According to the 2014 Work Report of the top prosecuting auhtority in China, the Supreme People’s Procuratorate (“SPP”), a total of 7,826 individual bribe givers were prosecuted, up 37.9% from the previous year.
In 2013, 5,515 individuals were prosecuted, an increase of 18.6% from 2012.
The trend continues in 2015. During the first three months of 2015, the SPP opened cases to investigate 1,891 individuals for suspected bribe giving.
SPP statistics indicate this figure reflects a 6.1% increase from the same period in 2014.
In addition to increased criminal prosecutions, the State Administration for Industry and Commerce of China (SAIC) and its local offices have also opened more investigations against commercial bribery, especially in the health care sector.
On February 16, 2012, the SPP electronically linked separate databases by local procuratorates in the country and launched a nationwide Bribe-giving Crime Record System (检察机关行贿犯罪档案查询系统). This system was established to disseminate bribe-giving crime data, including the nature of the charge, the name of the company offering a bribe, the bribe amount, the punishment meted out, and so forth, of all bribery-related cases successfully prosecuted nationwide since October 1997.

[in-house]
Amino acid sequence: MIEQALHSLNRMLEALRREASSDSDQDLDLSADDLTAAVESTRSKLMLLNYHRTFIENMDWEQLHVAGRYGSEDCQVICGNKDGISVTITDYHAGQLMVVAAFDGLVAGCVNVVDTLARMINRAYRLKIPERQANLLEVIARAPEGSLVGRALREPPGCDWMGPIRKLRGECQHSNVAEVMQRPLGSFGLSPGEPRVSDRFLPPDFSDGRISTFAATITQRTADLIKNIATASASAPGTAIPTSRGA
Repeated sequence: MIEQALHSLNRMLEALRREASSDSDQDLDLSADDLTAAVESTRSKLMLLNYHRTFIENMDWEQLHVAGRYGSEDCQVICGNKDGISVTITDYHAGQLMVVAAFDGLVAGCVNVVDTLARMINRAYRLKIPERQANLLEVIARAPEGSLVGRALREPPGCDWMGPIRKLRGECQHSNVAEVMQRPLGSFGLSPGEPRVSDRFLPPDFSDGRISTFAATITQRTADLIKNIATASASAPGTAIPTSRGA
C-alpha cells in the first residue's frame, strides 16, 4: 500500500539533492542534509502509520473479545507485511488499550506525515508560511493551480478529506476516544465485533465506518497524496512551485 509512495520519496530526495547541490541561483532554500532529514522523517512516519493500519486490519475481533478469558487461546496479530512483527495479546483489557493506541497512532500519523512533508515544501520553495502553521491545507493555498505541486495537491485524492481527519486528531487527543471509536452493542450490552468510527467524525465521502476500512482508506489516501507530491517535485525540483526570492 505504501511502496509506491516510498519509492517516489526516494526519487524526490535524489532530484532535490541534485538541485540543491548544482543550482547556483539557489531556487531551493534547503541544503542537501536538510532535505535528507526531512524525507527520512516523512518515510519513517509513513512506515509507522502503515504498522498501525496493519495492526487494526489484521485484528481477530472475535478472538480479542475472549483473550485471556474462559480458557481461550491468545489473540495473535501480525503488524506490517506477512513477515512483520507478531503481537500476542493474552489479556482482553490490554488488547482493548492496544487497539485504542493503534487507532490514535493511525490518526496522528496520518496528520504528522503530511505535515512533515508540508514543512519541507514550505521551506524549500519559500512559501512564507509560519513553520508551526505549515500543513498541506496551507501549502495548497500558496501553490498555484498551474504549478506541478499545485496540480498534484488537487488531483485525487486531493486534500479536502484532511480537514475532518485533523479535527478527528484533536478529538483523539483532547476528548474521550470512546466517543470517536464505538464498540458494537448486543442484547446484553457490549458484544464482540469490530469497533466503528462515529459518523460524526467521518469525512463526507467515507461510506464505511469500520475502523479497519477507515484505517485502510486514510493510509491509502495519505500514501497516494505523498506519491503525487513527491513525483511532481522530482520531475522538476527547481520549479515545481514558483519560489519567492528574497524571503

A check of the bribe-giving crime record can be made through the relevant procuratorate by a written application.
In practice, the database has improved the system of sanctions and prevention against corruption. For example, it has contributed to better supervision of the market. Most importantly, the system can serve as an indispensable due diligence tool. For example, a company with bribe-giving record may be disqualified from competing in government procurement and bidding.
The Chinese people have reacted positively to the availability of bribe-giving crime data. According to the SPP, since its nationwide launch in February 2012 to November 2014, the SPP’s online system received 4.34 million electronic inquiries.
Jianwei (Jerry) Fang is a partner with the China-based Global Law Office in the firm’s Shanghai and Beijing offices. He was a judge in China and studied law at Columbia. He can be reached here.
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